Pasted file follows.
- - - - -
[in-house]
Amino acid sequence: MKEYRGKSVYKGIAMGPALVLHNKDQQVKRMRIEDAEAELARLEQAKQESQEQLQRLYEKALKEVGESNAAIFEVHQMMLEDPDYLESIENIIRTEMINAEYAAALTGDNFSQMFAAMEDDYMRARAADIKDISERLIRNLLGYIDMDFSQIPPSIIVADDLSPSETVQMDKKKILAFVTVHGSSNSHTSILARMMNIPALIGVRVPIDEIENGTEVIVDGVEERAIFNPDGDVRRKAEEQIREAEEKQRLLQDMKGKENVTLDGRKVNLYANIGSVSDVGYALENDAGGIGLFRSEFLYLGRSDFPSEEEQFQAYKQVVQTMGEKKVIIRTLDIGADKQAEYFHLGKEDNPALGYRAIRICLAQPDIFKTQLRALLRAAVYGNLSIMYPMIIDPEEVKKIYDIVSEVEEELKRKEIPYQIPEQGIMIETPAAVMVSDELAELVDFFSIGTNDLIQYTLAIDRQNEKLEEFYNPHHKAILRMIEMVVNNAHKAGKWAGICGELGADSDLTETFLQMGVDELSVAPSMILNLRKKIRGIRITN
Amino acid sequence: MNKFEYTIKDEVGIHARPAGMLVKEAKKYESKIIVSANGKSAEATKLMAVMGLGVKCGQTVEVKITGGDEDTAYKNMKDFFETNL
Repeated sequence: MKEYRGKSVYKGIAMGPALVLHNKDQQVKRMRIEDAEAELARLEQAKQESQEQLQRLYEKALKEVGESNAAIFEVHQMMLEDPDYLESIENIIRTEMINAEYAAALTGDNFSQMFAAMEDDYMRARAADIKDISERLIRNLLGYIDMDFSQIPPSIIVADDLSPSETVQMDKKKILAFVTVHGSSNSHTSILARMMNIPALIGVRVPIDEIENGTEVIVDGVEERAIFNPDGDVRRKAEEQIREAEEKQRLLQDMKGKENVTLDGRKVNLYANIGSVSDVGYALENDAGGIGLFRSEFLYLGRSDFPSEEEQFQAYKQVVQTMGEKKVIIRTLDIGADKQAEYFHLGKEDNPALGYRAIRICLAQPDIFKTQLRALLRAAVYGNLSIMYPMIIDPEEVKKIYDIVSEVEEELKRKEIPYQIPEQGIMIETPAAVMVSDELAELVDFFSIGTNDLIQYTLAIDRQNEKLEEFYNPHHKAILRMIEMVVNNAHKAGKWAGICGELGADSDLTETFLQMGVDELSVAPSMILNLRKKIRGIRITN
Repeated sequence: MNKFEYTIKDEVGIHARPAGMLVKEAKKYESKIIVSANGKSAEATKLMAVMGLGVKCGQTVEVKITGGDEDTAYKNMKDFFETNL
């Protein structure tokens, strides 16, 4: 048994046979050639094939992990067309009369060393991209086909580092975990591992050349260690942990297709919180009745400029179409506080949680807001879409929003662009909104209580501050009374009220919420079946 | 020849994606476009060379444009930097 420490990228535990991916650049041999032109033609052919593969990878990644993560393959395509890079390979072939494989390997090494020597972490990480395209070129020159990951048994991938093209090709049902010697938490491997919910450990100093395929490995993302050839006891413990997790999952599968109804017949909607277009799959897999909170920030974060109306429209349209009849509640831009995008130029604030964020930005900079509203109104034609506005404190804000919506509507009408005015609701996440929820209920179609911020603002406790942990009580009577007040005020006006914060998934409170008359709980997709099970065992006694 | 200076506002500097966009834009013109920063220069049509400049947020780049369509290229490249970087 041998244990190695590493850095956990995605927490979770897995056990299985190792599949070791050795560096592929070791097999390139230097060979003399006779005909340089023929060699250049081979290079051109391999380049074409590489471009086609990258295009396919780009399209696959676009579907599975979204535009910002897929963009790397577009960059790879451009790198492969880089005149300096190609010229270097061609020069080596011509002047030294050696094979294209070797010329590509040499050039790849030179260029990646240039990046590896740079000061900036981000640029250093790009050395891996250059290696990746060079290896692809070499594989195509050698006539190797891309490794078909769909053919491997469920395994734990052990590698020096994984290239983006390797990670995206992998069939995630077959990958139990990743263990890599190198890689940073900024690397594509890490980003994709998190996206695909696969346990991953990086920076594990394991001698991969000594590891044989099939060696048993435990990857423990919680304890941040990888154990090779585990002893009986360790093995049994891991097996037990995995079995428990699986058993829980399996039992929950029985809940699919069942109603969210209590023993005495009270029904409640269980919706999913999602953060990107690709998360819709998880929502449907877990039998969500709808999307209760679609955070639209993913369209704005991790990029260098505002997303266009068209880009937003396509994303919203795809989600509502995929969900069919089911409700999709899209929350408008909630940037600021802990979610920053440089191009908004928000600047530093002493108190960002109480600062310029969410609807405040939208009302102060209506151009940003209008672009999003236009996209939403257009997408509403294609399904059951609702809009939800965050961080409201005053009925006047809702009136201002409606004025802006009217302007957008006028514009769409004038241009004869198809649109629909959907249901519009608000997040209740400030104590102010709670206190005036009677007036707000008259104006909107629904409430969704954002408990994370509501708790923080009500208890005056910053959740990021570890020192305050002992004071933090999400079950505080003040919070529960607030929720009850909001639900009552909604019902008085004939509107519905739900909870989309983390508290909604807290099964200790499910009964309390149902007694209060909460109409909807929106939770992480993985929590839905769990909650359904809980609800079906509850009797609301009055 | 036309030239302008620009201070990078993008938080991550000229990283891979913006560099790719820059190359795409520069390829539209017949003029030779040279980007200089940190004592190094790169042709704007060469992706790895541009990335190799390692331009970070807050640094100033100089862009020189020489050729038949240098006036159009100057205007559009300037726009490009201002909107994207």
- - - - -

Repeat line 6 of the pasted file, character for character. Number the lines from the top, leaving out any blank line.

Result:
């Protein structure tokens, strides 16, 4: 048994046979050639094939992990067309009369060393991209086909580092975990591992050349260690942990297709919180009745400029179409506080949680807001879409929003662009909104209580501050009374009220919420079946 | 020849994606476009060379444009930097 420490990228535990991916650049041999032109033609052919593969990878990644993560393959395509890079390979072939494989390997090494020597972490990480395209070129020159990951048994991938093209090709049902010697938490491997919910450990100093395929490995993302050839006891413990997790999952599968109804017949909607277009799959897999909170920030974060109306429209349209009849509640831009995008130029604030964020930005900079509203109104034609506005404190804000919506509507009408005015609701996440929820209920179609911020603002406790942990009580009577007040005020006006914060998934409170008359709980997709099970065992006694 | 200076506002500097966009834009013109920063220069049509400049947020780049369509290229490249970087 041998244990190695590493850095956990995605927490979770897995056990299985190792599949070791050795560096592929070791097999390139230097060979003399006779005909340089023929060699250049081979290079051109391999380049074409590489471009086609990258295009396919780009399209696959676009579907599975979204535009910002897929963009790397577009960059790879451009790198492969880089005149300096190609010229270097061609020069080596011509002047030294050696094979294209070797010329590509040499050039790849030179260029990646240039990046590896740079000061900036981000640029250093790009050395891996250059290696990746060079290896692809070499594989195509050698006539190797891309490794078909769909053919491997469920395994734990052990590698020096994984290239983006390797990670995206992998069939995630077959990958139990990743263990890599190198890689940073900024690397594509890490980003994709998190996206695909696969346990991953990086920076594990394991001698991969000594590891044989099939060696048993435990990857423990919680304890941040990888154990090779585990002893009986360790093995049994891991097996037990995995079995428990699986058993829980399996039992929950029985809940699919069942109603969210209590023993005495009270029904409640269980919706999913999602953060990107690709998360819709998880929502449907877990039998969500709808999307209760679609955070639209993913369209704005991790990029260098505002997303266009068209880009937003396509994303919203795809989600509502995929969900069919089911409700999709899209929350408008909630940037600021802990979610920053440089191009908004928000600047530093002493108190960002109480600062310029969410609807405040939208009302102060209506151009940003209008672009999003236009996209939403257009997408509403294609399904059951609702809009939800965050961080409201005053009925006047809702009136201002409606004025802006009217302007957008006028514009769409004038241009004869198809649109629909959907249901519009608000997040209740400030104590102010709670206190005036009677007036707000008259104006909107629904409430969704954002408990994370509501708790923080009500208890005056910053959740990021570890020192305050002992004071933090999400079950505080003040919070529960607030929720009850909001639900009552909604019902008085004939509107519905739900909870989309983390508290909604807290099964200790499910009964309390149902007694209060909460109409909807929106939770992480993985929590839905769990909650359904809980609800079906509850009797609301009055 | 036309030239302008620009201070990078993008938080991550000229990283891979913006560099790719820059190359795409520069390829539209017949003029030779040279980007200089940190004592190094790169042709704007060469992706790895541009990335190799390692331009970070807050640094100033100089862009020189020489050729038949240098006036159009100057205007559009300037726009490009201002909107994207």